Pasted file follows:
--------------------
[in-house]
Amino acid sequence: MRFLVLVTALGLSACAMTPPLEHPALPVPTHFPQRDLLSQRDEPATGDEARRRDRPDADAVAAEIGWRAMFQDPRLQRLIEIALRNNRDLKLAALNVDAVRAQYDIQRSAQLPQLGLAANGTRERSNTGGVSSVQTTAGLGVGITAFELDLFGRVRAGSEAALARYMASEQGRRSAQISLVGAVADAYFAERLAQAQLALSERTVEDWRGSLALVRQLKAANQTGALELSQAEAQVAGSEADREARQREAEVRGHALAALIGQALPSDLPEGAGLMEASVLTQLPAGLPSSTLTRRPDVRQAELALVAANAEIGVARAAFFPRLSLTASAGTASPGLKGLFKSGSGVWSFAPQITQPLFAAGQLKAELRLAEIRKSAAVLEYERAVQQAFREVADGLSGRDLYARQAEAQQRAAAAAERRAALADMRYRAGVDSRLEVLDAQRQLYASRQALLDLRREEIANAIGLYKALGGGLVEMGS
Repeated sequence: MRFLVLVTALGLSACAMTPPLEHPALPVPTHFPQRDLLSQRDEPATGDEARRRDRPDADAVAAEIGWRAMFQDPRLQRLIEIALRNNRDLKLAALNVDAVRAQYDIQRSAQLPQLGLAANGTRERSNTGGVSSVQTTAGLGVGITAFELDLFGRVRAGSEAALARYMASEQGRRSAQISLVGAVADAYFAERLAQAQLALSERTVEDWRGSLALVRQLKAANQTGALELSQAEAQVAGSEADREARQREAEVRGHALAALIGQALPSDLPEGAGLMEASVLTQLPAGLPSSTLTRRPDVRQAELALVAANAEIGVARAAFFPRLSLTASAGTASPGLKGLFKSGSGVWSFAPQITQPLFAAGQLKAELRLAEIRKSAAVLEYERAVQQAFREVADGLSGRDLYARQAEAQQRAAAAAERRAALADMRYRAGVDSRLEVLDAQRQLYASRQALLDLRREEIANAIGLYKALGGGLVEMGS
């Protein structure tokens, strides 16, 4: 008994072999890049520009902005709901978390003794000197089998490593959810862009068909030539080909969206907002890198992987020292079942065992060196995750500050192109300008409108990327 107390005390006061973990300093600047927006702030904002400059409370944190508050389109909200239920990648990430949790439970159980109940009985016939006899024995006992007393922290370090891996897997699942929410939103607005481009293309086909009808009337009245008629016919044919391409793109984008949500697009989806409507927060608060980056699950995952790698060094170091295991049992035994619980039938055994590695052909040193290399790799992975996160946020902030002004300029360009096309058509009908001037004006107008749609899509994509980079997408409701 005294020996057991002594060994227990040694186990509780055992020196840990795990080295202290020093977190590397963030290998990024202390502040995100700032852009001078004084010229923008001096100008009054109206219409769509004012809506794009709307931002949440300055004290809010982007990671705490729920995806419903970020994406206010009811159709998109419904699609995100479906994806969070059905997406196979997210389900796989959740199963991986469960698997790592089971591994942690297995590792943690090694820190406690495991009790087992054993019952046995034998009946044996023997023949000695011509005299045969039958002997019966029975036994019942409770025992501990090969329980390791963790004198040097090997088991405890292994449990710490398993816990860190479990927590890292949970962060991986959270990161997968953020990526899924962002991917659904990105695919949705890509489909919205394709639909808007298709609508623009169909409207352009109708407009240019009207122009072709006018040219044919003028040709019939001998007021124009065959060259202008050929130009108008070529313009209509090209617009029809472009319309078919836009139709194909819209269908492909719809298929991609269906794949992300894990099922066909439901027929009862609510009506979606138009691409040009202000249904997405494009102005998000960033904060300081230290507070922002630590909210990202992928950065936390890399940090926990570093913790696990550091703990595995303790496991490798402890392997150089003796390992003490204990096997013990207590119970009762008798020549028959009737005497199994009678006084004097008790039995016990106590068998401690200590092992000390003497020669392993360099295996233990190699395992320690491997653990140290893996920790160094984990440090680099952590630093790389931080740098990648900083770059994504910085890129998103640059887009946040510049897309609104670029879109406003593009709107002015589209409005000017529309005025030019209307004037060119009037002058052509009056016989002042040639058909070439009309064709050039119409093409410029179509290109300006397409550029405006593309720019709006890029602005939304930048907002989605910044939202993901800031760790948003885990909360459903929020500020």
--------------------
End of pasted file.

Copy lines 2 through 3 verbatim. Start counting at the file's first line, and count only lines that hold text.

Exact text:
Amino acid sequence: MRFLVLVTALGLSACAMTPPLEHPALPVPTHFPQRDLLSQRDEPATGDEARRRDRPDADAVAAEIGWRAMFQDPRLQRLIEIALRNNRDLKLAALNVDAVRAQYDIQRSAQLPQLGLAANGTRERSNTGGVSSVQTTAGLGVGITAFELDLFGRVRAGSEAALARYMASEQGRRSAQISLVGAVADAYFAERLAQAQLALSERTVEDWRGSLALVRQLKAANQTGALELSQAEAQVAGSEADREARQREAEVRGHALAALIGQALPSDLPEGAGLMEASVLTQLPAGLPSSTLTRRPDVRQAELALVAANAEIGVARAAFFPRLSLTASAGTASPGLKGLFKSGSGVWSFAPQITQPLFAAGQLKAELRLAEIRKSAAVLEYERAVQQAFREVADGLSGRDLYARQAEAQQRAAAAAERRAALADMRYRAGVDSRLEVLDAQRQLYASRQALLDLRREEIANAIGLYKALGGGLVEMGS
Repeated sequence: MRFLVLVTALGLSACAMTPPLEHPALPVPTHFPQRDLLSQRDEPATGDEARRRDRPDADAVAAEIGWRAMFQDPRLQRLIEIALRNNRDLKLAALNVDAVRAQYDIQRSAQLPQLGLAANGTRERSNTGGVSSVQTTAGLGVGITAFELDLFGRVRAGSEAALARYMASEQGRRSAQISLVGAVADAYFAERLAQAQLALSERTVEDWRGSLALVRQLKAANQTGALELSQAEAQVAGSEADREARQREAEVRGHALAALIGQALPSDLPEGAGLMEASVLTQLPAGLPSSTLTRRPDVRQAELALVAANAEIGVARAAFFPRLSLTASAGTASPGLKGLFKSGSGVWSFAPQITQPLFAAGQLKAELRLAEIRKSAAVLEYERAVQQAFREVADGLSGRDLYARQAEAQQRAAAAAERRAALADMRYRAGVDSRLEVLDAQRQLYASRQALLDLRREEIANAIGLYKALGGGLVEMGS